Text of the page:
Climate Change Featured

The time for action on climate change is now

As keen observers of nature and careful students of science, anglers know well that the science of climate change is becoming clearer and more indisputable with each passing year.  

As high temperature records continue to fall week after week, month after month and year after year, now is the time for TU’s members and supporters to act. 

That’s why it’s critical to take a few minutes to visit TU’s recently launched climate change page and to sign our Climate Change Action Petition.  

We’ll share the petition with elected officials to urge them that it’s time for action to mitigate the impacts of climate change and to reduce greenhouse gas emissions, which are a known cause of warming temperatures. 

Temperatures in the U.S. have increased by 1.3°F to 1.9°F since record keeping began in 1895. 

The most recent decade was the nation’s warmest on record. 

As temperatures rise, the U.S. is experiencing a host of challenges, including worsening droughts, accelerated glacier melting and intensifying wildfires, all of which are negatively impacting trout populations.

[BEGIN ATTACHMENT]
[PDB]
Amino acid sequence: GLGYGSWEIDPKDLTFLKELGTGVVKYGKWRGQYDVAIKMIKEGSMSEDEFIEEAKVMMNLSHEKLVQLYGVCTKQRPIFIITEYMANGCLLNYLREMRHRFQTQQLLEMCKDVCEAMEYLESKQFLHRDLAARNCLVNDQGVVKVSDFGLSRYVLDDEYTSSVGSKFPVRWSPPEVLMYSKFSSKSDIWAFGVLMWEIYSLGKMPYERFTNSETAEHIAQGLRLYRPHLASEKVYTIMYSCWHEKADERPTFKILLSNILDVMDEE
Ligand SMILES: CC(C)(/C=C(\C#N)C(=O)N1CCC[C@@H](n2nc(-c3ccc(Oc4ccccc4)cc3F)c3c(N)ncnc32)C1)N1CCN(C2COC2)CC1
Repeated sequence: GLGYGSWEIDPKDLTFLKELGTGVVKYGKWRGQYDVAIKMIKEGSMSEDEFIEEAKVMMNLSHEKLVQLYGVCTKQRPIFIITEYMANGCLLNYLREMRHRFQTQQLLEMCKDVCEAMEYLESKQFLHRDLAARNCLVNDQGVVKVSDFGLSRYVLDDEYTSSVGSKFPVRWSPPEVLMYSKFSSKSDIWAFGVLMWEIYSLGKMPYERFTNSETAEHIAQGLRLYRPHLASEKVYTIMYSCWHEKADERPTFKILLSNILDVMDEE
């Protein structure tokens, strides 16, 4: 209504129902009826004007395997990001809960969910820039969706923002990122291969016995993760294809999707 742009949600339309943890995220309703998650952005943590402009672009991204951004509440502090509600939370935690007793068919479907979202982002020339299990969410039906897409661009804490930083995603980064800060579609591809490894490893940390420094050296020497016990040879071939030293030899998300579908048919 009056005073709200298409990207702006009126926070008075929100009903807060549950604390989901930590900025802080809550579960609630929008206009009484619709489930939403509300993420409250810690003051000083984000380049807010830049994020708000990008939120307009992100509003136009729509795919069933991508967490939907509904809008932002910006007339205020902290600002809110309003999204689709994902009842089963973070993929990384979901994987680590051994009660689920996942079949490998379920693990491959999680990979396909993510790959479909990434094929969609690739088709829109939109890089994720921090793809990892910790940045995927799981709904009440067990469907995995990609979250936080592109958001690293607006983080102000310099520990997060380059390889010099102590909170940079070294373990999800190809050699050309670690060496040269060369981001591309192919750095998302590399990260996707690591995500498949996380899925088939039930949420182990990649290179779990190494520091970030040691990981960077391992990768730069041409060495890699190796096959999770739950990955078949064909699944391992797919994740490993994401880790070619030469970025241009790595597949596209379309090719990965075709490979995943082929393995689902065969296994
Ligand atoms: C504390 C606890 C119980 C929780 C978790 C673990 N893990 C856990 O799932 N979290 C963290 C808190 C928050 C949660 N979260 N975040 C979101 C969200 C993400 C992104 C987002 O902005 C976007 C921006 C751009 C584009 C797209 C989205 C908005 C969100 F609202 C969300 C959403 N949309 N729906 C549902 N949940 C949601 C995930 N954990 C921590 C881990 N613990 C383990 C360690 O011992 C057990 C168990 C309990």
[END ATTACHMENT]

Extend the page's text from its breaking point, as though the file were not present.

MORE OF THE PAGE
“In the coming decades, streams will be warmer and populations of several fish species may decline,” says Michael Gibson, TU’s Idaho field coordinator. “Wildfires may be more common, deserts may expand and water may be less available for irrigation.” 

Delaying meaningful steps to reduce climate pollution will lead to more serious harmful impacts, including to outdoor traditions such as hunting and fishing. 

Experts say that climate change is contributing to the size and frequency of wildfires, including one that recently ravaged the Gila Wilderness in southern New Mexico.

Studies have shown that warming temperatures are impacting spawning seasons of eastern brook trout and migration runs for pink salmon in Alaska. If current temperature increase trends continue, cutthroat trout in the West are expected to lose more than half of their remaining habitat by 2080. 

Actions are needed to safeguard our nation’s fish and wildlife populations’ habitat from climate change. Those include expanding large-scale national investment in fish and wildlife, supporting the reduction of greenhouse gas emissions, and promoting wise investment in energy efficiency and in clean, climate-friendly energy sources. 

We urge you to join Trout Unlimited in its commitment to seeking meaningful action on climate change. The louder our voices and the more of them there are, the more likely Congress, the Environmental Protection Agency and states will be willing to address this extreme threat. 

By Mark Taylor. A native of rural southern Oregon, Mark Taylor has lived in Virginia since serving a stint as a ship-based naval officer in Norfolk. He joined the TU staff in 2014 after a 20-year run as a newspaper journalist, the final 16 as the outdoors editor of the Roanoke Times. A graduate of Northwestern University, he lives in Roanoke with his wife and, when they're home from college, his twin daughters.